Why would we do that when we have alternatives we’ve not fully explored? For example, if we know — as we do – that being a young man (and, especially, being a young black man) is a “risk factor” for killing or being killed by another human being, we can pay more attention to the stresses and challenges of making the transition from boyhood to adulthood. At the top of my list would be creating more programs to screen and treat mental health problems, job training, prison reform, mentorship programs, improved educational opportunities etc. As I mentioned in my piece, the ancient initiation rituals for young men have largely fallen away, except in a few religious communties. We should bring back these time-tested ways to channel men’s strength and fearlessness into socially acceptable venues rather than into violence.
What I can’t understand is why anyone would not want to do this? Why would we want to keep putting our heads in the sand? Because “not all” men are violent? Well, “not all” people get childhood leukemia either. But by focusing on the unique features of childhood leukemia, scientists have been able to dramatically increase the life expectancy of kids with cancer. We could do the same with violence if we stopped being so utterly juvenile about what it means to make epidemiological, evidence-based observations. “Not all” women get anorexia or develop migraines or osteoporois. But being a woman puts a person at greater risk for these problems and not studying them along these lines is irresponsible and idiotic.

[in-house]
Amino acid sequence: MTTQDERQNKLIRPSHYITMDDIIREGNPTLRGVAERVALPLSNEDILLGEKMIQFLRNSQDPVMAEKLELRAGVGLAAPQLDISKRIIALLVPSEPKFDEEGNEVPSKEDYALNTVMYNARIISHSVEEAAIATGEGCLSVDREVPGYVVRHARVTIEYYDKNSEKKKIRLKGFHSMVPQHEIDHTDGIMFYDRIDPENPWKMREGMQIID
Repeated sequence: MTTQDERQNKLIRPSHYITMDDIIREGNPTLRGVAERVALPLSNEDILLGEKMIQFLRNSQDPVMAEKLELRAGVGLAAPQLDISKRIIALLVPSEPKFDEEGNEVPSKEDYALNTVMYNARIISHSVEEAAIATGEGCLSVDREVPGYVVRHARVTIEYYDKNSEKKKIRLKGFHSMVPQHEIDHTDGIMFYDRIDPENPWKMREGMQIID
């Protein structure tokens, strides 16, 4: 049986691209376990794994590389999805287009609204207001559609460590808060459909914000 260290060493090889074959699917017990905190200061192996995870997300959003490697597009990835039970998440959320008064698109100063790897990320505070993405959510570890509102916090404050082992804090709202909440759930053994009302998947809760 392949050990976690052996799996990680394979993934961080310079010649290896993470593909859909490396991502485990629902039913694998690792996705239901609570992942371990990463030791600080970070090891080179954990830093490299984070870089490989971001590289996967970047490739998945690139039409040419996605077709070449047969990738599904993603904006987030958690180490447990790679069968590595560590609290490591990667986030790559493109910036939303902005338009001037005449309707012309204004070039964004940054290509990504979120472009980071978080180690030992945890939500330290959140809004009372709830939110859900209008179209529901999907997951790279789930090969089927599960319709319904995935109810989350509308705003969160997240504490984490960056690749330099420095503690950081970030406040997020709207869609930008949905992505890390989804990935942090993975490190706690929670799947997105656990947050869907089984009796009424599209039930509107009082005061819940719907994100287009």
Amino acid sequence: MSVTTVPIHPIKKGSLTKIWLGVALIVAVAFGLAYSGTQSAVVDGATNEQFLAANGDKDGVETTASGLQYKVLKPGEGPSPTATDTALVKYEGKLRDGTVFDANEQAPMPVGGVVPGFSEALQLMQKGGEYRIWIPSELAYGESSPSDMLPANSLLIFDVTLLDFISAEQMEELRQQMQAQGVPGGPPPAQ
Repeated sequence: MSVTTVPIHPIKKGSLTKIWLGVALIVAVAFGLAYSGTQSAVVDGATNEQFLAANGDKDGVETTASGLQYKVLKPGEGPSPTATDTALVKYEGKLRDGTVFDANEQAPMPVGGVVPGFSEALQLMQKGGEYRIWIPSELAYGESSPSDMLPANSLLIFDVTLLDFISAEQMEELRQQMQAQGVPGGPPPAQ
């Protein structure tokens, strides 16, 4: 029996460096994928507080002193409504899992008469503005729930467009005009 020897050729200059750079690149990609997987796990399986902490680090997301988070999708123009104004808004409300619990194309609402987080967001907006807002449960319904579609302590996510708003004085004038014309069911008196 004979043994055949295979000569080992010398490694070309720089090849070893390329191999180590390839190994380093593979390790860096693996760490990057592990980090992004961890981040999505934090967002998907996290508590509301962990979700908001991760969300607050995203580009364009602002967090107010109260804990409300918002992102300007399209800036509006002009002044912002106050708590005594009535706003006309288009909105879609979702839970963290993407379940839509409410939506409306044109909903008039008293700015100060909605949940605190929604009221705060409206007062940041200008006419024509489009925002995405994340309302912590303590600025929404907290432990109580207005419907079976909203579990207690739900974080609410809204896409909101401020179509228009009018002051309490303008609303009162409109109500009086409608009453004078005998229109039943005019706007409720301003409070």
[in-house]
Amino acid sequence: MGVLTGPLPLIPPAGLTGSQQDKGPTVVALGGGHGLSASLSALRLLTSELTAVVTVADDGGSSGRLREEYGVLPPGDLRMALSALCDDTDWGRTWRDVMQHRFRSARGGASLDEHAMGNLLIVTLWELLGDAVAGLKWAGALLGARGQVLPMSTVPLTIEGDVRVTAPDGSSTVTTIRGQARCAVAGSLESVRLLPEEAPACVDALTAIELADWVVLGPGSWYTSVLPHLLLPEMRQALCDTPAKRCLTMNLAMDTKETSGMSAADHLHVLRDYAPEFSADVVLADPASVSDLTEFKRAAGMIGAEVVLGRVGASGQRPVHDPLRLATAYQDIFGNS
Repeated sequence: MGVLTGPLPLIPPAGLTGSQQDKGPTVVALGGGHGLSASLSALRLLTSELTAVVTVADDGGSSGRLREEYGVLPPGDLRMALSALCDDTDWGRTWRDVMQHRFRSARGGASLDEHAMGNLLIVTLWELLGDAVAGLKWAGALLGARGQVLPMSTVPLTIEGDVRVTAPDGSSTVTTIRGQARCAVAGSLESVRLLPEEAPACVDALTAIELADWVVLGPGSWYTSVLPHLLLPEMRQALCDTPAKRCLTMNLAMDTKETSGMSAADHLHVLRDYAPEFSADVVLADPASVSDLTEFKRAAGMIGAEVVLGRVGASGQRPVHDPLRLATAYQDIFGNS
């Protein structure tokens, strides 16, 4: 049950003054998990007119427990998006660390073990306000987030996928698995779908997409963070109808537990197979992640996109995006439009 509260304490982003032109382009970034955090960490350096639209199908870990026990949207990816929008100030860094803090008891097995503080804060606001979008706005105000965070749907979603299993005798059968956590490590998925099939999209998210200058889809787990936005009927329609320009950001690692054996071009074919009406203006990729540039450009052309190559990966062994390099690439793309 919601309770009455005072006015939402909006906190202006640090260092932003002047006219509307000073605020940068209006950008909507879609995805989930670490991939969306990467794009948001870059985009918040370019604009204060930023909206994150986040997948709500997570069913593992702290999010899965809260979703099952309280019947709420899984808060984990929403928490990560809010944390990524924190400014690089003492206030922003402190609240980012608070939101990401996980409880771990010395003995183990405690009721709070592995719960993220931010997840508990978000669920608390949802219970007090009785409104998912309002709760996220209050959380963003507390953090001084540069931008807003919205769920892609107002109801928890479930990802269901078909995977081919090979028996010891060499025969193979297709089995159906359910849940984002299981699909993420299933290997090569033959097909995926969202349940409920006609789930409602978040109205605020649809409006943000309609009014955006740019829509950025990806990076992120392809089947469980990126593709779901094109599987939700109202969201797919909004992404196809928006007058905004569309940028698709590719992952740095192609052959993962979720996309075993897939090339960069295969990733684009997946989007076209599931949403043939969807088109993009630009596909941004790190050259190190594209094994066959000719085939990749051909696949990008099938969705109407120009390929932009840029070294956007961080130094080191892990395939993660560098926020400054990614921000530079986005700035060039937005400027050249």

By understanding risk factors such as the sex disparity in violence, we can work harder to prevent terrible occurences that we might otherwise consider random or inevitable. That was my point. Plain and simple.
Many of my commenters, here, at TIME.com, at CNN, and in my personal email inbox (where I have been called a cunt several times today) have chosen to be aggrieved rather than listen openly to my words. I don’t hate men; I am a proud mother of young-adult sons and am happily married to a great guy (who’s got a hefty dose of testosterone.) Am I remotely suggesting that all men are violent or potentially violent? Come on! Certainly not. What I said is the truth: being a man is a risk factor for being both a murderer and a victim. How is this not worthy of concern, investigation, and intervention?
We need to support young men at risk for violence more effectively, give them more opportunities to grow to be good men. Would more intervention have saved these poor souls in Colorado? We don’t know, and probably never will. But we can learn from these devastating experiences and other homicides that are disproportionately perpetrated by men. I gave the example of depression in young men. It often (not always) looks different than in young women, with more suicide and more violence. Why on earth should we be silent about something about which a better understanding might prevent lives? Some have accused me of wanting to castrate or “cull” men etc. Honestly, people? Grow up. Those kind of knee jerk angry and absurd statements are the easy response to a tough, tragic problem our society is unwilling or unable to confront.